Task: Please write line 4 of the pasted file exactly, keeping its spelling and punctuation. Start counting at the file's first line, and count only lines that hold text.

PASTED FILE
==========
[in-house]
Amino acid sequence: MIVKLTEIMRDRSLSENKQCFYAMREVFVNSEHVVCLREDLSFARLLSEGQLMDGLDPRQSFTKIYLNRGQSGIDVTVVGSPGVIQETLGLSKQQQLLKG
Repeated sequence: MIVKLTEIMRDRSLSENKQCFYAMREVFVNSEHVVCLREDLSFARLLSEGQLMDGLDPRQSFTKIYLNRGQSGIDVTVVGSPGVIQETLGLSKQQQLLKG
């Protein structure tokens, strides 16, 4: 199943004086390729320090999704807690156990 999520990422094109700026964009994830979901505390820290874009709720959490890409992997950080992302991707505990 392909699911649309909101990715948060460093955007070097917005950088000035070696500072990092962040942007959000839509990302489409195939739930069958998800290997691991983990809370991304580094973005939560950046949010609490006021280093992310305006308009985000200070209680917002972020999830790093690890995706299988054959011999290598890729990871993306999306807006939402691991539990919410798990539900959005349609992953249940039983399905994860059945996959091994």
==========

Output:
């Protein structure tokens, strides 16, 4: 199943004086390729320090999704807690156990 999520990422094109700026964009994830979901505390820290874009709720959490890409992997950080992302991707505990 392909699911649309909101990715948060460093955007070097917005950088000035070696500072990092962040942007959000839509990302489409195939739930069958998800290997691991983990809370991304580094973005939560950046949010609490006021280093992310305006308009985000200070209680917002972020999830790093690890995706299988054959011999290598890729990871993306999306807006939402691991539990919410798990539900959005349609992953249940039983399905994860059945996959091994």